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“We have entered the looting stage of capitalism. Desolation will be the result.” Paul Craig Roberts doesn’t hold back.

We Have Entered The Looting Stage Of Capitalism (PCR)

Having successfully used the EU to conquer the Greek people by turning the Greek “leftwing” government into a pawn of Germany’s banks, Germany now finds the IMF in the way of its plan to loot Greece into oblivion . The IMF’s rules prevent the organization from lending to countries that cannot repay the loan. The IMF has concluded on the basis of facts and analysis that Greece cannot repay. Therefore, the IMF is unwilling to lend Greece the money with which to repay the private banks. The IMF says that Greece’s creditors, many of whom are not creditors but simply bought up Greek debt at a cheap price in hopes of profiting, must write off some of the Greek debt in order to lower the debt to an amount that the Greek economy can service.

The banks don’t want Greece to be able to service its debt, because the banks intend to use Greece’s inability to service the debt in order to loot Greece of its assets and resources and in order to roll back the social safety net put in place during the 20th century. Neoliberalism intends to reestablish feudalism—a few robber barons and many serfs: the 1% and the 99%. The way Germany sees it, the IMF is supposed to lend Greece the money with which to repay the private German banks. Then the IMF is to be repaid by forcing Greece to reduce or abolish old age pensions, reduce public services and employment, and use the revenues saved to repay the IMF. As these amounts will be insufficient, additional austerity measures are imposed that require Greece to sell its national assets, such as public water companies and ports and protected Greek islands to foreign investors, principallly the banks themselves or their major clients.

So far the so-called “creditors” have only pledged to some form of debt relief, not yet decided, beginning in 2 years. By then the younger part of the Greek population will have emigrated and will have been replaced by immigrants fleeing Washington’s Middle Eastern and African wars who will have loaded up Greece’s unfunded welfare system. In other words, Greece is being destroyed by the EU that it so foolishly joined and trusted. The same thing is happening to Portugal and is also underway in Spain and Italy. The looting has already devoured Ireland and Latvia (and a number of Latin American countries) and is underway in Ukraine. The current newspaper headlines reporting an agreement being reached between the IMF and Germany about writing down the Greek debt to a level that could be serviced are false. No “creditor” has yet agreed to write off one cent of the debt.

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Euro Cup starts in a few weeks, but “The French government said it was prepared to endure weeks of strikes at refineries..” Oh, sure.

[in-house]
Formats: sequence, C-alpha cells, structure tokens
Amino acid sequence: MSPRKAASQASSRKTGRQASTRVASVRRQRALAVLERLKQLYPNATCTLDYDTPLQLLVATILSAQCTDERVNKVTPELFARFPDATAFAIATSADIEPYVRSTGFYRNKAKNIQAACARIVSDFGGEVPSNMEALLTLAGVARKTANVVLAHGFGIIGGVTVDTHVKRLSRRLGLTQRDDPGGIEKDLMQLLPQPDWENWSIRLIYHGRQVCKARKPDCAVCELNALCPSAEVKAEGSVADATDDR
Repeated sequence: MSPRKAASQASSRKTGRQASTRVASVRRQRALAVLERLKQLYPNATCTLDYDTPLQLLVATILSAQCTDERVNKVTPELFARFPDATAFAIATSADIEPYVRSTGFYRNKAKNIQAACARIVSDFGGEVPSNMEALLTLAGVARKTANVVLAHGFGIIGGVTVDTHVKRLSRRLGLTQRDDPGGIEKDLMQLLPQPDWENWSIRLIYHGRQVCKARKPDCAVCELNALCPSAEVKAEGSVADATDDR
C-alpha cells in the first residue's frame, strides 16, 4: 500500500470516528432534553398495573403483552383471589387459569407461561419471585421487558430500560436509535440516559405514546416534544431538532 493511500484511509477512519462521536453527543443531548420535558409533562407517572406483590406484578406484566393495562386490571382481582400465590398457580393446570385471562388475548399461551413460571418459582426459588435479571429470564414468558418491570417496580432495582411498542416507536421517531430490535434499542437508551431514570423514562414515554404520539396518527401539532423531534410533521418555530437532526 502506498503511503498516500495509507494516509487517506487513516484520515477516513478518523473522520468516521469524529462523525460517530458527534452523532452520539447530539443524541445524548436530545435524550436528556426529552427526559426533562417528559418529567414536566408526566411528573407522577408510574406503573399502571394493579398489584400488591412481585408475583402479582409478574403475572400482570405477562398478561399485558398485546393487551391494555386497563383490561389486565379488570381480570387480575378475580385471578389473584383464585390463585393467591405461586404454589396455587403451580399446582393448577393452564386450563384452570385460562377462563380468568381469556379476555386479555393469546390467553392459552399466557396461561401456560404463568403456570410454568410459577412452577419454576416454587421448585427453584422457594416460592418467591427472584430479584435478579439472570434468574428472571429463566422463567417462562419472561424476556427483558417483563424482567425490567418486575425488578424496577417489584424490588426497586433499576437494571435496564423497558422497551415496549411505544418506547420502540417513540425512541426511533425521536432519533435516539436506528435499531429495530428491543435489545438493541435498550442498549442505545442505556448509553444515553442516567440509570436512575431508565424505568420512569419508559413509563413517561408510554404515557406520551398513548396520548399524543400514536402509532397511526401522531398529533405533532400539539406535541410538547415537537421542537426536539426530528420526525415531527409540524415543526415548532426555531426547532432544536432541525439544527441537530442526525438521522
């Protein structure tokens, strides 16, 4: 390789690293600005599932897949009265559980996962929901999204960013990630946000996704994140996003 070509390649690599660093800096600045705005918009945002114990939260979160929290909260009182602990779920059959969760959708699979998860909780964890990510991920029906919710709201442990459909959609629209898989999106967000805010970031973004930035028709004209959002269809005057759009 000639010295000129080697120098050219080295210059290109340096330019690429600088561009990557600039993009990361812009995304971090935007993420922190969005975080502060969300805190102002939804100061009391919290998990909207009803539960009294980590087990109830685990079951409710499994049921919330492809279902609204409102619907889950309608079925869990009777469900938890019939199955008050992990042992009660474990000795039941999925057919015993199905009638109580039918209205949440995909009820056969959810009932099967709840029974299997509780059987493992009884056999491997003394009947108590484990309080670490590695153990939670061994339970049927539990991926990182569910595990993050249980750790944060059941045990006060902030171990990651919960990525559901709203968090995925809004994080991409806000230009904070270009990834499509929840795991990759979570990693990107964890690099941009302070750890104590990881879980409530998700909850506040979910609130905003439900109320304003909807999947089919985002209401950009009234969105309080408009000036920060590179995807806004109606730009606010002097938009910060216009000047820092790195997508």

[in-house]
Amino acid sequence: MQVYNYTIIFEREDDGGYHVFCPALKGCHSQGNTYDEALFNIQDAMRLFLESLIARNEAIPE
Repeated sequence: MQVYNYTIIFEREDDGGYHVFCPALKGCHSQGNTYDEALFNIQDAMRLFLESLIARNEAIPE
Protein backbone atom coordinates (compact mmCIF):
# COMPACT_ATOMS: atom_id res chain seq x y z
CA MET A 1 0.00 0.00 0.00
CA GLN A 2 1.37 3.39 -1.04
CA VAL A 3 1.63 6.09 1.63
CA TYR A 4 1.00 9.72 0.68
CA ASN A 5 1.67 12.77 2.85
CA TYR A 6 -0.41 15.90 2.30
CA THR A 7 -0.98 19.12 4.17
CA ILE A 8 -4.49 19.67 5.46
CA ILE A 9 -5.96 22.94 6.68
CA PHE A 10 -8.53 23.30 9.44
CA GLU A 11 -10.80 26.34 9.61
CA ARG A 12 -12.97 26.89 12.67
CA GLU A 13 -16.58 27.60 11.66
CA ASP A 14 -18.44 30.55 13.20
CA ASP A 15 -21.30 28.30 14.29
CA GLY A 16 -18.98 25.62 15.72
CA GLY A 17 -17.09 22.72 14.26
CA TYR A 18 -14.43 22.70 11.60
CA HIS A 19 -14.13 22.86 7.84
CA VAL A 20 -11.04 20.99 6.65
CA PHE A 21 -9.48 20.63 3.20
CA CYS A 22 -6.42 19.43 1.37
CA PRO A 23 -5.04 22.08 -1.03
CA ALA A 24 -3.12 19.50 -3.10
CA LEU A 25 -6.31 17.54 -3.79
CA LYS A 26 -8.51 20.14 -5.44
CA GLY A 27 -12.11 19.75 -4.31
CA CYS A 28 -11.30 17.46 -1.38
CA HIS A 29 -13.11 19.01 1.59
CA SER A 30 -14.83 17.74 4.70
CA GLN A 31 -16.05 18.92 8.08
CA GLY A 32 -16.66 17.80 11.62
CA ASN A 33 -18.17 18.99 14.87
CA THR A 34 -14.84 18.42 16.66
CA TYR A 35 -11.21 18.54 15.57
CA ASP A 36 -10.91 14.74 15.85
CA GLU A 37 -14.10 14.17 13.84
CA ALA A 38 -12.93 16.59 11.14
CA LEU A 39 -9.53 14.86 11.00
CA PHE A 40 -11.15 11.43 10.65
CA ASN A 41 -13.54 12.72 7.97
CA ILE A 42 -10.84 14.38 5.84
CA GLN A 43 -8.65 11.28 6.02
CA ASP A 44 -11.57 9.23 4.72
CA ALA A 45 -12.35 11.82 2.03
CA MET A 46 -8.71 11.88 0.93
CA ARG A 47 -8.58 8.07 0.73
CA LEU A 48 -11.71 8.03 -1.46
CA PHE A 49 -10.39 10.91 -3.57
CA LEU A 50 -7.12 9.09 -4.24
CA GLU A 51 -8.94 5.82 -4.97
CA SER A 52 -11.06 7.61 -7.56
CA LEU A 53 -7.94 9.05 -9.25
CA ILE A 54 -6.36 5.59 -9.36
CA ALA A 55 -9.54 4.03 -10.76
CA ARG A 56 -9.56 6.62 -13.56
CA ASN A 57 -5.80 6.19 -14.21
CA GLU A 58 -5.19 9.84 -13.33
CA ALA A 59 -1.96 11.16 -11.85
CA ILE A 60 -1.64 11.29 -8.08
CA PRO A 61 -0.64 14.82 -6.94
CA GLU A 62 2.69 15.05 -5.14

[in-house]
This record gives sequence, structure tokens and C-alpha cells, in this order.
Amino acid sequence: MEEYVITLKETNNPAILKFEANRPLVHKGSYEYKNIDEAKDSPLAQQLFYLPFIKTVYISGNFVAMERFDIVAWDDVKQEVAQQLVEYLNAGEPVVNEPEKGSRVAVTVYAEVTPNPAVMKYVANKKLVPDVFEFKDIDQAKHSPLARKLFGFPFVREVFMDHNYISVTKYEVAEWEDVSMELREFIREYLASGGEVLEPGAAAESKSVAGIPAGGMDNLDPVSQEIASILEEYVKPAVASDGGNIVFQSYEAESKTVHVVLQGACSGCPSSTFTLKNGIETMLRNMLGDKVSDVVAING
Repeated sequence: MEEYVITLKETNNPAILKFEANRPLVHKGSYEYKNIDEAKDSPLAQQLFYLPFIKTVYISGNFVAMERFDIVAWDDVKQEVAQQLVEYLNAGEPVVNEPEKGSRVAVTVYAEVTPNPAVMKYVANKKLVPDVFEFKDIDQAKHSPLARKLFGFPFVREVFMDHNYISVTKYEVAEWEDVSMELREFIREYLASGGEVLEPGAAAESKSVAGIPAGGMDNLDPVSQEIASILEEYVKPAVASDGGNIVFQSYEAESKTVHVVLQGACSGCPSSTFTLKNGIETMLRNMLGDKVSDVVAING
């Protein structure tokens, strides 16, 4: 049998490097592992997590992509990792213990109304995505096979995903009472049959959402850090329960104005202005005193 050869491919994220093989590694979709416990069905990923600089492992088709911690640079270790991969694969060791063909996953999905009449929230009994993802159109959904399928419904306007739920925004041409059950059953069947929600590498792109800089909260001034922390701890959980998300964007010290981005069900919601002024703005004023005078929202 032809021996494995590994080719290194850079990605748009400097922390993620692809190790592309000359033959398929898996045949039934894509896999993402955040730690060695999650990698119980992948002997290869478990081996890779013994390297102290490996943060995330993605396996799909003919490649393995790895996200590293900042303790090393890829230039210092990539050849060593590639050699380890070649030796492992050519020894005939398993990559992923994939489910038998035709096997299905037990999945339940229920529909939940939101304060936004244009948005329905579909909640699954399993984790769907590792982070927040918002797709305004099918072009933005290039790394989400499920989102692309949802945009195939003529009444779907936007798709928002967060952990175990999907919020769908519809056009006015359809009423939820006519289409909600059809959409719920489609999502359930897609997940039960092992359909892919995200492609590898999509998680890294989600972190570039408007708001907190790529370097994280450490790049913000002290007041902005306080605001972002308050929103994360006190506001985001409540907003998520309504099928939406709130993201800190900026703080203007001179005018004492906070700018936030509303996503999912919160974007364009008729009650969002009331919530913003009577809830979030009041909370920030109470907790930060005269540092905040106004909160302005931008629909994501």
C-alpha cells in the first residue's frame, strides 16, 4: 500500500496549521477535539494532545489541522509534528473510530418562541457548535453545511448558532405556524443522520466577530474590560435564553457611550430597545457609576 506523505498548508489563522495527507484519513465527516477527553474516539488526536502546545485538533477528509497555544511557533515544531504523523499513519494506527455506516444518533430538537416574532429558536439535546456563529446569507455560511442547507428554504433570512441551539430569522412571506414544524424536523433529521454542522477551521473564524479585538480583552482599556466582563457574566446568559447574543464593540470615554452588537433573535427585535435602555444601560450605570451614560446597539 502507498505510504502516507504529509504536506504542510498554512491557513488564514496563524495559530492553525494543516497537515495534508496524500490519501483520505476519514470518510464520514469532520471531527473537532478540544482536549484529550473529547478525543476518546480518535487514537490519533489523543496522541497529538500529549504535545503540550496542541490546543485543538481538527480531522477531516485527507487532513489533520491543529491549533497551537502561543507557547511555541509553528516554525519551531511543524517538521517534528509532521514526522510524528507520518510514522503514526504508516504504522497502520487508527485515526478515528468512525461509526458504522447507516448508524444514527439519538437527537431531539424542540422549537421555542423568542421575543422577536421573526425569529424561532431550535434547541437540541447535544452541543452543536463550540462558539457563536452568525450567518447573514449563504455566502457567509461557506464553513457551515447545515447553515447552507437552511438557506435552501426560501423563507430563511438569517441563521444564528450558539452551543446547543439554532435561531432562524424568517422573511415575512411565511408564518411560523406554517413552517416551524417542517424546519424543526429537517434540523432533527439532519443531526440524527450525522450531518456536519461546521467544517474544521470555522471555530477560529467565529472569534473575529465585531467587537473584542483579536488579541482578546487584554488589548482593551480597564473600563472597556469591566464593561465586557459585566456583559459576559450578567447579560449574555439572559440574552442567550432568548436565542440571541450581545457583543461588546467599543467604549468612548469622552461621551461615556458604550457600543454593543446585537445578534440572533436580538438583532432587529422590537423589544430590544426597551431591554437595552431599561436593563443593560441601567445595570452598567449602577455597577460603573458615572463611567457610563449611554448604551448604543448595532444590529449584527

France Digs In to Endure Oil Strike With Release of Fuel Reserve (BBG)

The French government said it was prepared to endure weeks of strikes at refineries and began releasing strategic oil reserves to help ease nationwide fuel shortages. While panic-buying by motorists drove demand to three times the normal level Tuesday, France has enough stocks even if the strikes persist for weeks, Transport Minister Alain Vidalies said. The problem isn’t about supply but about delivery, he said. Oil companies have mobilized hundreds of trucks to ship diesel and gasoline around the country since the start of the week as filling stations ran dry after all the nation’s refineries experienced disruptions or outright shutdowns. By Wednesday Exxon Mobil reported that its Gravenchon plant was operating normally and able to transport fuel while elsewhere strikers have blocked refineries to try to bring shipments to a halt.

Workers are protesting against President Francois Hollande’s plans to change labor laws to reduce overtime pay and make it easier to fire staff in some cases. While the government has watered down its proposals since first floating them in February, unions are calling for them to be scrapped altogether. The new law will not be withdrawn and police will continue to ensure access to fuel depots, Prime Minister Manuel Valls told Parliament Wednesday. Total’s Feyzin refinery near Lyon and its Normandy plant have stopped production. La Mede was working at a lower rate Wednesday, while the facilities at Grandpuits near Paris and Donges close to Nantes will come to a complete halt later this week, according to a company statement.

Total may reconsider a plan to spend €500 million to upgrade the Donges facility as workers take the plant “hostage,” CEO Patrick Pouyanne said Tuesday. He urged motorists not to rush to gas stations and create an “artificial” shortage. Some 348 of Total’s 2,200 gas stations ran out of fuel and 452 faced partial shortages as of Wednesday morning, the company said. The figures are little changed from Tuesday. About one in five of the country’s 12,200 stations were facing shortages Tuesday afternoon, the government said.

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All Marine Le Pen has to do is to sit back and watch.

Union Revolt Puts Both Hollande’s Future And France’s Image On The Line (G.)